“I work directly from the landscape in either lino or woodcut. Working outdoors enables me to capture the line and fluidity of scenes and localities.
My landscapes are landscapes of self-possession and movement. Through their layered and textured forms they express the tectonic flow of the earth, as mountains and valleys rise and fall in an experience of time much more immense than our own.
I spend time in the places my work depicts, returning to them. From the Sussex Downs to the foothills of the Himalayas, my prints are imbued with the emotion of place. Each one of my pieces is given individual life though colour and chine colle (paper overlay) or hand tinting, just as the mood of a scene shifts with light, time and experience.
My work takes shape in the place between landscape and dreamscape. Whether in architectural or animal forms, it connects the experiential world to the imagination, the material to the emotional.
Our thoughts and feelings colour the things we encounter, and they in turn colour us. In my prints I give visual expression to this conversation.”
Helen Brown grew up in Cambridge and did an Art Foundation course there then an art degree at Brighton. She learned screen printing, etching and linocut.
While in Brighton she started to focus on linocut because she could do observational prints outdoors :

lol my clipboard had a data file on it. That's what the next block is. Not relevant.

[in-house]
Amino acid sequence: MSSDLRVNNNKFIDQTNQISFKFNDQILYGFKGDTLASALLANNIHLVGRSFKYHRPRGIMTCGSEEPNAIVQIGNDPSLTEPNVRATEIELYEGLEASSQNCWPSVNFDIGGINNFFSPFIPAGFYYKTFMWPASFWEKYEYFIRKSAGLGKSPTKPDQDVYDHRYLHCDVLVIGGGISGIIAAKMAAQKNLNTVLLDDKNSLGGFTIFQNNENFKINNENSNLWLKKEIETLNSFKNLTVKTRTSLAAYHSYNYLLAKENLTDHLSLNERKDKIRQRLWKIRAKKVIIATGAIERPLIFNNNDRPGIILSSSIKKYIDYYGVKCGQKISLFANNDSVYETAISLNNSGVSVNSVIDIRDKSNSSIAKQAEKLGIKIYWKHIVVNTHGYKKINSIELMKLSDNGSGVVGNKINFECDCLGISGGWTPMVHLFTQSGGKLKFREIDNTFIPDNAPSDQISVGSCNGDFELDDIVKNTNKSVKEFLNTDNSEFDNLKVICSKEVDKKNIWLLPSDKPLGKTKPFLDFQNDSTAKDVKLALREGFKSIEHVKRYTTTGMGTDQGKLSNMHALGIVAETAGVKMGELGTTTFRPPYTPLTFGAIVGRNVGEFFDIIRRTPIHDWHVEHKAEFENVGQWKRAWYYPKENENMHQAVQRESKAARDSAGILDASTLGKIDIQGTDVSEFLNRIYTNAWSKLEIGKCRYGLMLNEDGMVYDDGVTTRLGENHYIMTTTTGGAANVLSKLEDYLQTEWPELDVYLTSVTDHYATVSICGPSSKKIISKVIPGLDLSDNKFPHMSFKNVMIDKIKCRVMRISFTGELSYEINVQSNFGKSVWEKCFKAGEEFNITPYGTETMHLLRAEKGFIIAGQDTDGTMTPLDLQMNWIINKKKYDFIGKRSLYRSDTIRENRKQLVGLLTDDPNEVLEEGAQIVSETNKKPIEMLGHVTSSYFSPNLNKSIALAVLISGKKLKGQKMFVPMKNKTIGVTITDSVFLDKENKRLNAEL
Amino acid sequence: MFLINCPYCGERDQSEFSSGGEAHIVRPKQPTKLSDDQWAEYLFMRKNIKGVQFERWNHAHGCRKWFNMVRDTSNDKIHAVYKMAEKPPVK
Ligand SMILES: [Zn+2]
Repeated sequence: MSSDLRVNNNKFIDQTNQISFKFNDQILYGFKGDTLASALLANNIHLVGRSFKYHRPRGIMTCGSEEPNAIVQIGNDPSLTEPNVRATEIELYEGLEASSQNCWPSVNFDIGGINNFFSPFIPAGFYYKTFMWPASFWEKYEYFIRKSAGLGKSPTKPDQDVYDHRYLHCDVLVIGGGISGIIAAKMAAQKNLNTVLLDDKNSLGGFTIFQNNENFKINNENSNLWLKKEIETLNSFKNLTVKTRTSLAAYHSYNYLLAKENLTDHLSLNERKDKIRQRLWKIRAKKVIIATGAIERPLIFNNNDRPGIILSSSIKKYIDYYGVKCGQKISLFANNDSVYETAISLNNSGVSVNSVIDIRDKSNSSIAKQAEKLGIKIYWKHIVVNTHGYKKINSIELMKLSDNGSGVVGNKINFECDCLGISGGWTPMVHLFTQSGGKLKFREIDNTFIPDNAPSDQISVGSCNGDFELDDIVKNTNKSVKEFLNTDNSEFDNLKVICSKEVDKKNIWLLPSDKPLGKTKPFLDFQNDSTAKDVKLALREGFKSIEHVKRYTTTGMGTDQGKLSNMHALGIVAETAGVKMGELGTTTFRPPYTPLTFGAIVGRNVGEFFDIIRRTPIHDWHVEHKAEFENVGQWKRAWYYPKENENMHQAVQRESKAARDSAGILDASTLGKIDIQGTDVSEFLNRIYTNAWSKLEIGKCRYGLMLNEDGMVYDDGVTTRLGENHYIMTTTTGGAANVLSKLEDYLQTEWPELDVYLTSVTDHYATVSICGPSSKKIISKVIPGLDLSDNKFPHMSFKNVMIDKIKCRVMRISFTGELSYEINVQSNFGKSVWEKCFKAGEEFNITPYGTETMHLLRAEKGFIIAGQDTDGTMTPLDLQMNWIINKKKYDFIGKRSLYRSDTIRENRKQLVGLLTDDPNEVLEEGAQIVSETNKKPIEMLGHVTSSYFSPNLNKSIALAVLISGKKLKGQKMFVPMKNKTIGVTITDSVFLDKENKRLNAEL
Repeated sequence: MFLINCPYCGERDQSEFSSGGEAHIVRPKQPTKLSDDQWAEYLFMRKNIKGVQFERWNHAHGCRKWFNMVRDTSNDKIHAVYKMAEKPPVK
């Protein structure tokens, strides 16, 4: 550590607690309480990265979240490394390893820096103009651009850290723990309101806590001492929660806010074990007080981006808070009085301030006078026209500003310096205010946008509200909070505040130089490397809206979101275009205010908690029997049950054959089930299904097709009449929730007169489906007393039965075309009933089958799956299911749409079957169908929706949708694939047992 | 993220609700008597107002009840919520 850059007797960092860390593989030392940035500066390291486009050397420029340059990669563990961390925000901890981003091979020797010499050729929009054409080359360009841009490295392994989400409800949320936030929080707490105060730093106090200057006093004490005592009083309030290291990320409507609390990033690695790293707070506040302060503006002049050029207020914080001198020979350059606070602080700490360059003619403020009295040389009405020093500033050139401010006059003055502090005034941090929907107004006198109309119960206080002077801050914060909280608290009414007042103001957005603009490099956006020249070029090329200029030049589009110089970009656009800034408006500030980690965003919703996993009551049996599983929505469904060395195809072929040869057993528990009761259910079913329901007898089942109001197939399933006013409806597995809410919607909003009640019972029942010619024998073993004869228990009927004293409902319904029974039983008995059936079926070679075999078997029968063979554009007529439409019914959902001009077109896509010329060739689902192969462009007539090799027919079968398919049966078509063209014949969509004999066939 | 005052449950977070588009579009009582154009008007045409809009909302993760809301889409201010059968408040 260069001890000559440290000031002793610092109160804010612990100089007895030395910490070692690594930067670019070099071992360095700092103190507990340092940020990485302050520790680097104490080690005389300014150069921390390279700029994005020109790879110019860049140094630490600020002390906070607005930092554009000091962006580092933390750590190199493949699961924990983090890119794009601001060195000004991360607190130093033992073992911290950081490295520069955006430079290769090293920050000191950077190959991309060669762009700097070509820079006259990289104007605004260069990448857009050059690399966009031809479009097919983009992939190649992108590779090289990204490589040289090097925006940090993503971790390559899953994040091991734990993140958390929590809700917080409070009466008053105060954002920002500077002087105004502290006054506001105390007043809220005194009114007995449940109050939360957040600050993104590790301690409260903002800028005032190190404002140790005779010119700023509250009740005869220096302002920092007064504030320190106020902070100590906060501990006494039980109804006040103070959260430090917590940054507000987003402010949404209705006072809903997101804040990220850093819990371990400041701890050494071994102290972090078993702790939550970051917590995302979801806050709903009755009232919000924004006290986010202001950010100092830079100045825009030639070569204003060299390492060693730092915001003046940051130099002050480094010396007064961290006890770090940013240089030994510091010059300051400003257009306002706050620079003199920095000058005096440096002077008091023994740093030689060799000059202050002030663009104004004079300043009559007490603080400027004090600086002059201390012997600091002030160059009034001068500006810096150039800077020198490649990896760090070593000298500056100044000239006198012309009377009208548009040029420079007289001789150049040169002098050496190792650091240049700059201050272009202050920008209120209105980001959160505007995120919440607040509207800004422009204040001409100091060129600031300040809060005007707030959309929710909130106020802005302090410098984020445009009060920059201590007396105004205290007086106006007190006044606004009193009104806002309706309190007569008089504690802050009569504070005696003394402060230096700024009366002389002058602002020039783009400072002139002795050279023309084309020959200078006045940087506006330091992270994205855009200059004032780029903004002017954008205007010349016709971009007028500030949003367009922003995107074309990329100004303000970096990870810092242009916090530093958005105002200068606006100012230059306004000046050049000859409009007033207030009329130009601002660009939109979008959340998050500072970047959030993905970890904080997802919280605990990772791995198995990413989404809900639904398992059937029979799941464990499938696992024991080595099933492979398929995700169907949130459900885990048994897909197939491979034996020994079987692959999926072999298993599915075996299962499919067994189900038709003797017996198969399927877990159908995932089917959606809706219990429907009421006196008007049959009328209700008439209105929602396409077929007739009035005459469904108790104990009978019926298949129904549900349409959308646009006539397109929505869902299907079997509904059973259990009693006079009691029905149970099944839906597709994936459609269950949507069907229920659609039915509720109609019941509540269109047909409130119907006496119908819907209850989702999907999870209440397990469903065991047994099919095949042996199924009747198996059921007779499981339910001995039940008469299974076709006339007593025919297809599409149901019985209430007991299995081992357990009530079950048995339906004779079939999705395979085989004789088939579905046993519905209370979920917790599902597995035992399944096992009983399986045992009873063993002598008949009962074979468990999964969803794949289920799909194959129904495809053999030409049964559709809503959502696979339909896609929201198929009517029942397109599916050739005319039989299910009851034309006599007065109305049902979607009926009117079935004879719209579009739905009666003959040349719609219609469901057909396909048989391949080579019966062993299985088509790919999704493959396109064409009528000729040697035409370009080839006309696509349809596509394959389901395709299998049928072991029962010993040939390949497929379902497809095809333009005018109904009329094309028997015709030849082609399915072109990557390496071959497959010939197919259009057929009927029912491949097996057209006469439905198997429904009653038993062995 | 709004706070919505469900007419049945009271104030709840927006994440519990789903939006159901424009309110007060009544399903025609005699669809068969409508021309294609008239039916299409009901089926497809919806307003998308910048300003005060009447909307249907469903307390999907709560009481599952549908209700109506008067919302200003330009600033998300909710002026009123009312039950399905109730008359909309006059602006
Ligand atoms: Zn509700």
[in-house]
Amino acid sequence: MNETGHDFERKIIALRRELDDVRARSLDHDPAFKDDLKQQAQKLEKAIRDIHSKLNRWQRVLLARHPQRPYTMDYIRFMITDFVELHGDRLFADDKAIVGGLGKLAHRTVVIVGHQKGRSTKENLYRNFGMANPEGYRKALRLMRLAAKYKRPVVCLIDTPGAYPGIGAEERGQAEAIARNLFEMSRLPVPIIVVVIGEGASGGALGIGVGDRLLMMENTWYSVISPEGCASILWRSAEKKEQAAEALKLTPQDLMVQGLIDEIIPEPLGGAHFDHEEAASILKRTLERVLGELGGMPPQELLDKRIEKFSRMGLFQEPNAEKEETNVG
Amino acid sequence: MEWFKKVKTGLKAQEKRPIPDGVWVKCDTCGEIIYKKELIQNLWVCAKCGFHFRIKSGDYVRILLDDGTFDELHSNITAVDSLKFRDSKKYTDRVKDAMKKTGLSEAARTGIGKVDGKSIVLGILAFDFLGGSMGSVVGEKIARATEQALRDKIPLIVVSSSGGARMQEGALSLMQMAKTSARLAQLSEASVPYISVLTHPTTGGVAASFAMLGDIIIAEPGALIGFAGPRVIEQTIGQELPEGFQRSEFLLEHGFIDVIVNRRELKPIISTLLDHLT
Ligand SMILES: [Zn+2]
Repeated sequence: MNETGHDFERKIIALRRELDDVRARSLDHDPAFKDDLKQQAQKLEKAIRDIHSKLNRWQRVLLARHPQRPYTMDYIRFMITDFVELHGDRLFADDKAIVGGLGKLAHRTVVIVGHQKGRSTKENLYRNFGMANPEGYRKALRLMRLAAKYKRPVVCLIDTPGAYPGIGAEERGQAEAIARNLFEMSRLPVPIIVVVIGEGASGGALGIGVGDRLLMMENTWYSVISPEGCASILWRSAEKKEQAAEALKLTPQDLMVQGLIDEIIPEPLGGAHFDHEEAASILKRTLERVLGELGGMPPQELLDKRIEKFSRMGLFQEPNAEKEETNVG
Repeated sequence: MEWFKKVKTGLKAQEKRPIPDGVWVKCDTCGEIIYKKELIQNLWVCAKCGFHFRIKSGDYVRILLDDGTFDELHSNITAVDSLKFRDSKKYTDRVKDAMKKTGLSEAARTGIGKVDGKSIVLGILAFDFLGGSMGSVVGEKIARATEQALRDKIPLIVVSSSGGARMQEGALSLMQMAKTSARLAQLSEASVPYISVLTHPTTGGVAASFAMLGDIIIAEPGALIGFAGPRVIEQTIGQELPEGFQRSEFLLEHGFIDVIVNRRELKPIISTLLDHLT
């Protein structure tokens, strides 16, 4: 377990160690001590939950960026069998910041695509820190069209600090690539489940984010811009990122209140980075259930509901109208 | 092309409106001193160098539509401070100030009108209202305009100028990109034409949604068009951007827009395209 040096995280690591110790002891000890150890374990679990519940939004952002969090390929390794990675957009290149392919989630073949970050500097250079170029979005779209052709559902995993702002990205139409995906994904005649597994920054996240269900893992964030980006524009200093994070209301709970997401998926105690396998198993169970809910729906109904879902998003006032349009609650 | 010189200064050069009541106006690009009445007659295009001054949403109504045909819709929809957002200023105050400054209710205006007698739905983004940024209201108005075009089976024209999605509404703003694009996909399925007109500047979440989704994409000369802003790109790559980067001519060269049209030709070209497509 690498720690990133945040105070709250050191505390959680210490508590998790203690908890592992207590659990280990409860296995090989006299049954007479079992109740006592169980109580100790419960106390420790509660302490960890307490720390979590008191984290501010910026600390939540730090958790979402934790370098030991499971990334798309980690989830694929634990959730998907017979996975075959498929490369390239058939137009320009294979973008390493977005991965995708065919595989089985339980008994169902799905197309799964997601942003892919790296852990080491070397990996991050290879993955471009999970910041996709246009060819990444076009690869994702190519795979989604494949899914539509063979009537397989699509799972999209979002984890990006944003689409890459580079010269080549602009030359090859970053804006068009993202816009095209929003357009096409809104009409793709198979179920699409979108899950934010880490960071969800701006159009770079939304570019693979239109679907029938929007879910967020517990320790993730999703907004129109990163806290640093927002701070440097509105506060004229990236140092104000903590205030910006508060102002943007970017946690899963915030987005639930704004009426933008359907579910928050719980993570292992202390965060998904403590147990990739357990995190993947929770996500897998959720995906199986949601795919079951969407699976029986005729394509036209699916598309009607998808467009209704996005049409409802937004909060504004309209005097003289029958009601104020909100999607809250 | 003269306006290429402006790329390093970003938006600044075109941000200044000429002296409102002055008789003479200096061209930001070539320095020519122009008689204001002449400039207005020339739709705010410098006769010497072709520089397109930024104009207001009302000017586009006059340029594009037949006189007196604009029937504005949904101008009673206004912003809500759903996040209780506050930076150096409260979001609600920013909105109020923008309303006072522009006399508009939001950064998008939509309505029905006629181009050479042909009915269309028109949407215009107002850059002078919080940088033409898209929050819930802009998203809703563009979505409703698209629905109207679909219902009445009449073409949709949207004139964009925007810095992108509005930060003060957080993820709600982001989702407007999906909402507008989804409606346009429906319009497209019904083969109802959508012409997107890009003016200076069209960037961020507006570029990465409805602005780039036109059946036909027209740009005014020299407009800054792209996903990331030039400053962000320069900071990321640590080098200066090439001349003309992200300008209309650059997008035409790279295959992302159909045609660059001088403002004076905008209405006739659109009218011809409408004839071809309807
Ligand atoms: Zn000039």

“I went to Devil’s Dyke, just outside Brighton and cut the block while sitting outside the pub. They gave me free food and loads of people asked what I was doing. The print worked very well, and people bought it. I thought I would follow this path for a while because I enjoyed it, and it worked well with my travelling.”
“I like the stages; you make the block and then there is the never-ending choice of how to print it. I might print the block in ten different colours. I really like chine colle, where I use coloured papers that I have cut up beforehand. This technique I have taken to extremes.”
“I have recently been thinking more about the marks, so I feel very inspired with my work.I made a lot of blocks from my last trip to Guatemala, which I print to have a bright, strong colour blend, like their dyed and woven fabrics. The landscape in Guatemala is quite unreal, so using unrealistic colours would not seem right. That is what is good about printmaking: I can print the blocks and it might look great, or not, but I can easily change the way I print it.”
The prints are individually made by the artist in tranches of a few prints – the edition is not all printed at once.
See profile in D’Arcy and Vernon-Morris pp223-225